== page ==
Demo Testing the WordPress MP6 Admin Styles Plugin

There was a recent discussion on WordPress about the latest MP6 admin plugin. This is currently released as free open source code for your WordPress site, and it allows webmasters to use a newer updated backend stylesheet. It is still a case study and not recommended for large productions websites as there may still be a lot of bugs not touched upon.

mp6 featured image plugin dashboard theme

However if there are other forward-thinking WP users then you will likely want to try this out. I just recently installed the MP6 plugin on my own website and I’d like to offer some thoughts on my own opinion. You can download the MP6 plugin right off the WordPress repository or simply search for it by name in your WordPress plugins panel.

Imminent Changes

After you activate the plugin you will notice changes right away. The admin dashboard will still look almost exactly the same, aside from icons and color choices. Both the sidebar links and the top admin toolbar have blended together into the same darker color scheme. It makes navigation appear more fluid and connected.

I really like the update choices to background colors and links. More shades of blue are being included on darker backgrounds for a nice contrast. My first thought was that it’ll be so much easier reading text on the page when you can quickly scan letters over a darker background. Even form input fields are using a different style of typography named Open Sans, a bigger default font which is much easier to read.

mp6 admin dashboard theme plugin blog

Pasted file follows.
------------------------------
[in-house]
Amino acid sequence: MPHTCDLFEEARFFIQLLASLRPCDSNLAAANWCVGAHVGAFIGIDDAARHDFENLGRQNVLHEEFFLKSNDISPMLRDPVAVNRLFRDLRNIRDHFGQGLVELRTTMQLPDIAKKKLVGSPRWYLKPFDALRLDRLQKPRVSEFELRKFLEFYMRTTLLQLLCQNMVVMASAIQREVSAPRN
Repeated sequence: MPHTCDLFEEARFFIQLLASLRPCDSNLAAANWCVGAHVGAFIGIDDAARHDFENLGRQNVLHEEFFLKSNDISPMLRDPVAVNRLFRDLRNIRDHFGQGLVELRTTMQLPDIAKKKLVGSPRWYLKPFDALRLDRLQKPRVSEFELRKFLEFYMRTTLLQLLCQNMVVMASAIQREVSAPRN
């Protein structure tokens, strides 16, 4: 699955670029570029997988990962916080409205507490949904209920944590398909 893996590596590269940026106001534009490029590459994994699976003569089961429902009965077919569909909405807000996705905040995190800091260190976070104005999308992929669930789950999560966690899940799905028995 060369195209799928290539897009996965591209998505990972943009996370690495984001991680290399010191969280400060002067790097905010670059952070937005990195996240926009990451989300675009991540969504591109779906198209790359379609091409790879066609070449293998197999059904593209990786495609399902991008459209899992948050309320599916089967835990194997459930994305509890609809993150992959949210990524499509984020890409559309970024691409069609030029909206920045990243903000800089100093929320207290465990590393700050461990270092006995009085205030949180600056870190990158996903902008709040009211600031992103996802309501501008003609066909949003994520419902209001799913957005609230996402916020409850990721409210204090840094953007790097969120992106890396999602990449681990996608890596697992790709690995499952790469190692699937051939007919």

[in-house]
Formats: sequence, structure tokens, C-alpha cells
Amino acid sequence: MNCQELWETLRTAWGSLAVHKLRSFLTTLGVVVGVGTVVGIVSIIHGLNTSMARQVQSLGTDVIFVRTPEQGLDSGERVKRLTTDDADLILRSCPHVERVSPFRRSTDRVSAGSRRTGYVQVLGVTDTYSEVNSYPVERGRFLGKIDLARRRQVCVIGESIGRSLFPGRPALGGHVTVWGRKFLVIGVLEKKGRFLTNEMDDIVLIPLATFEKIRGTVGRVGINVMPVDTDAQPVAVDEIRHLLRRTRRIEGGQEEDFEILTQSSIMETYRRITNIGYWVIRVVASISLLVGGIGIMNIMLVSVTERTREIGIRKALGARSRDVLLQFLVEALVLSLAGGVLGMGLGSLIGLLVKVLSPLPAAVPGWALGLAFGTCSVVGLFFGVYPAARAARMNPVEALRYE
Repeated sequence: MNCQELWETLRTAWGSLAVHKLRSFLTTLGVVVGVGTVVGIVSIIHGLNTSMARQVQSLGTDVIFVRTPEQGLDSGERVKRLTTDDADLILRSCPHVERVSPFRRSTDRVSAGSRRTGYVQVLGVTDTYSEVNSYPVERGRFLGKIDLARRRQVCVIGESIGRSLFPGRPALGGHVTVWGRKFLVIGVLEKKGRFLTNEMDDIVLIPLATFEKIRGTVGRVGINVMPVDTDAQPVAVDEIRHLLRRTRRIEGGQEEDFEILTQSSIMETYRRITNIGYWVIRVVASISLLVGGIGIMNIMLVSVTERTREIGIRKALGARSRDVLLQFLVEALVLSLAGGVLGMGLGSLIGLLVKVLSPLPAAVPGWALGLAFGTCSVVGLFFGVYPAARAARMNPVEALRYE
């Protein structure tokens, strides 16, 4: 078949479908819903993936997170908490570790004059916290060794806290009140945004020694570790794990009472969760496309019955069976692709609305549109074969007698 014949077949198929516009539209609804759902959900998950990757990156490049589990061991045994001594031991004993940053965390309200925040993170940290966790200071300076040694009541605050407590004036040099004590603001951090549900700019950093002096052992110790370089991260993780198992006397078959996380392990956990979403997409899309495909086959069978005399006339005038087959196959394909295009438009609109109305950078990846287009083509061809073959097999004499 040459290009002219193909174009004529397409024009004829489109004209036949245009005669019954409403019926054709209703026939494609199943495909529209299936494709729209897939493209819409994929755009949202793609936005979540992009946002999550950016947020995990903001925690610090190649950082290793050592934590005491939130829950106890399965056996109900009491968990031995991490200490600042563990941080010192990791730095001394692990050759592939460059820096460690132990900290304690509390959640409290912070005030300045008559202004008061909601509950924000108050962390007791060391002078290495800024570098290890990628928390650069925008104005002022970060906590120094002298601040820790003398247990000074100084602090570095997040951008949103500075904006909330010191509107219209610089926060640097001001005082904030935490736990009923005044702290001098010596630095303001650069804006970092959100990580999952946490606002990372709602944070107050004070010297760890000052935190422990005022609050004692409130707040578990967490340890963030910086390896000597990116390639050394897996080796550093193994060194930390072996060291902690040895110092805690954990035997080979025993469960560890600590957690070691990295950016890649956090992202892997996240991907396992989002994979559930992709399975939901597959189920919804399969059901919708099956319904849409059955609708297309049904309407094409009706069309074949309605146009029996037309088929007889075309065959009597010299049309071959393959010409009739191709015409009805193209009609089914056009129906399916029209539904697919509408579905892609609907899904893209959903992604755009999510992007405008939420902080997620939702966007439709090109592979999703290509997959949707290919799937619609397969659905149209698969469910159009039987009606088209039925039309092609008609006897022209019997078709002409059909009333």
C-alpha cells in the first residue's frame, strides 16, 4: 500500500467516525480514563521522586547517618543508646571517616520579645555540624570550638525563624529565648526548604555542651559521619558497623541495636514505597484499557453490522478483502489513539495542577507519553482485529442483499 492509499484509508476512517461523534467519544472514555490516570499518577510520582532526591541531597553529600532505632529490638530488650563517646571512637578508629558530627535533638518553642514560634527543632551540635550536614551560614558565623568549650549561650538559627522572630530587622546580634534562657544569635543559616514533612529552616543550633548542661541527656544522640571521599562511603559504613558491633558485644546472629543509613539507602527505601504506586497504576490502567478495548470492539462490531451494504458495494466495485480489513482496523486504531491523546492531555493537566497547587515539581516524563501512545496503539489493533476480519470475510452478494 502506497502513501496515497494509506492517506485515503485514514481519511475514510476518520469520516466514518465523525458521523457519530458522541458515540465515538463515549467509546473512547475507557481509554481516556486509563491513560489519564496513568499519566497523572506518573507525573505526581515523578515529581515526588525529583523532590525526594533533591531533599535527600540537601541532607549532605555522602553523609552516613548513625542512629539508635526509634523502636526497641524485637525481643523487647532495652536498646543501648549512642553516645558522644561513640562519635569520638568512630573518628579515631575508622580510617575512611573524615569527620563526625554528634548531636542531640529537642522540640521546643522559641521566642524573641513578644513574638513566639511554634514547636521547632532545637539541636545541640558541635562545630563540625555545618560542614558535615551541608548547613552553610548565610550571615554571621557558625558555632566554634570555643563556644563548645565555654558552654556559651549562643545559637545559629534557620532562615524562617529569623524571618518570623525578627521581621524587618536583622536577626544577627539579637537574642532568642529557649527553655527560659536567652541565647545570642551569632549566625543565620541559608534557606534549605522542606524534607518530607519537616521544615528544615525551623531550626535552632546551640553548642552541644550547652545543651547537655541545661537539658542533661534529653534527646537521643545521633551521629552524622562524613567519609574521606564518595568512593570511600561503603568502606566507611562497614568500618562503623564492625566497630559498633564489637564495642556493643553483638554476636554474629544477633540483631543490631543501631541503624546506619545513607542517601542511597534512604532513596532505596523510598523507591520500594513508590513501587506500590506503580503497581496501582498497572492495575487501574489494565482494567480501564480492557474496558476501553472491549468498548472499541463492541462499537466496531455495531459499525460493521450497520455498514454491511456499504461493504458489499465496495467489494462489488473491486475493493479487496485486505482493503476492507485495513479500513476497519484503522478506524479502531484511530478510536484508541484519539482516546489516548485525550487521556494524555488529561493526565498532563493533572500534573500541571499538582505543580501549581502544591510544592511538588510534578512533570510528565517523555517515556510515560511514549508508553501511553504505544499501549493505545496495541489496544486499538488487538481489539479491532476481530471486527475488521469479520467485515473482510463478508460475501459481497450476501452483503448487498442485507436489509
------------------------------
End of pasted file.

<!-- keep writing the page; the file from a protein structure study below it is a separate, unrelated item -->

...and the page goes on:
It is funny how all of these updates have been released just around the same time as WordPress 3.6 was announced. The updated core will feature smaller tweaks to the backend admin panel, along with greater support for custom post types. WordPress v3.6 is scheduled to be released on April 29, 2013 assuming everything will go according to plan.

The Greater Details

When it comes to structuring a usable administrative interface sometimes less is actually more. I feel this way about the newer icons used for the MP6 plugin display. The designs are all much flatter than the originals, and so they blend nicely into the page. These icons are no longer basic PNG images, but rather a fancy new icon font created solely for MP6.

mp6 dashboard colors scheme inspiration

It seems that the developers have really gone out of their way to support a fantastic design. And it really shows in this plugin after spending a bit of time browsing the different menus. Sometimes it is the smaller details which really showcase how useful a new design idea can be. For a similar viewpoint check out the media gallery pages.

You will notice each of the rows is zebra striped so you can quickly analyze a single piece of media. This also means you can rummage through titles and tags for posts/pages without struggling to match up the headlines. Smaller details like this are what make up fantastic user experiences.

Colors and Contrast

One other important concept for the MP6 plugin is a greater contrast of background and foreground colors. I have noticed the theme greatly revolves around grey/dark grey and blues. This is typical of many website layouts and I also feel WordPress has been following a great direction.